Graduate Program in Applied Mathematics
Our graduate program provides training and research activities in a broad spectrum of applied mathematics. The principal areas of research activities represented in the Division of Applied Mathematics are ordinary, functional, and partial differential equations; probability, statistics and stochastic systems theory; neuroscience, pattern theory, and computational/mathematical biology; numerical analysis and scientific computation. The effort in virtually all the research areas ranges from applied and algorithmic problems to the study of fundamental mathematical questions. Many of our faculty are engaged in interdisciplinary research collaborations with colleagues here at Brown or elsewhere. This breadth is one of the great strengths of the program and is further reflected in the courses we offer. Brown offers full financial support for five years, including summer support for 2.5 months, and generous health benefits. Our graduate program focuses on doctoral training, and we accept Masters students only as part of Brown University's 5th year Masters program.
To learn more, visit Brown's Graduate Admissions, where information about the process, and relevant deadlines, can be found. Additional information about all aspects of our program can be found in our Graduate Handbook, whilst a list of answers to frequently asked questions can be found here. If you require information that is not covered in the above links, then please contact our Director of Graduate Studies, Chi-Wang Shu, regarding academic matters, or our Graduate Program Coordinator, Jean Radican, regarding administrative matters relating to the graduate program. There is also a helpful Admitted Students Guide, that will give you directions about what items should be attended to upon arriving on campus.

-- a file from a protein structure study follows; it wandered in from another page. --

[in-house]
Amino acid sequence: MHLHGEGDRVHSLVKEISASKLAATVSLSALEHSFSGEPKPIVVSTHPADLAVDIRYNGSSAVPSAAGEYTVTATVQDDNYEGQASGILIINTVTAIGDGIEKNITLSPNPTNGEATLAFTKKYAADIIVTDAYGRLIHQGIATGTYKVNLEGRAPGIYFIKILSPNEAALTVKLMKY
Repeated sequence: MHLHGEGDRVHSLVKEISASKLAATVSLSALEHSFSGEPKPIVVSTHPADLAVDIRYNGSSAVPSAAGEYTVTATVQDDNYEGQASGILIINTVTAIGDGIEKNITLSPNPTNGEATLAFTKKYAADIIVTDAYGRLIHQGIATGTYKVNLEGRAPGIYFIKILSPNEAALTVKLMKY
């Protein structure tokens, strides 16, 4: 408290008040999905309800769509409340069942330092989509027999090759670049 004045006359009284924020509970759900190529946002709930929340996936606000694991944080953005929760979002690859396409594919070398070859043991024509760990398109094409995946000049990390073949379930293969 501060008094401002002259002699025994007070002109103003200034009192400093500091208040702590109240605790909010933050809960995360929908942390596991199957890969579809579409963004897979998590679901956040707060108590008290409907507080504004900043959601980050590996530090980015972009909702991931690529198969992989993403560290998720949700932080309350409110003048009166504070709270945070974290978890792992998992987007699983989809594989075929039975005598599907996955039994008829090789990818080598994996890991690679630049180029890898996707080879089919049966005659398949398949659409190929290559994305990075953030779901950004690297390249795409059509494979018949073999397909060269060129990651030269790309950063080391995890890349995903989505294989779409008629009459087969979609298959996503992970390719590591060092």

Diversity, Equity, and Inclusion
The Division of Applied Mathematics is dedicated to fostering an inclusive climate that nurtures the potential of all students by:
1. Recognizing students’ unique attributes and contributions.
2. Honoring the myriad of social, cultural, educational, and economic backgrounds that students have.
3. Encouraging students to be their authentic selves.
We recognize that the Division could have done more in the past to work towards these goals. We also recognize that systemic inequities have led to a lack of representation among many groups in doctoral programs in the mathematical sciences at-large. We will not perpetuate these inequities in our own Division and are working to promote gender, racial, and ethnic diversity.
Through targeted recruitment and retention strategies, we aim to increase the number of students from underrepresented groups. We believe that students of any age, disability status, ethnicity, gender, nationality, race, religious beliefs, sexual orientation, and socio-economic background should have the resources, opportunities, and support necessary to realize their full potential as an applied mathematician.
Ultimately, our commitment to diversifying the Division represents a commitment to recruiting the most qualified and competitive candidates. We know that fostering a diverse and welcoming community will preserve the Division’s excellent academic reputation and ensure its continued success.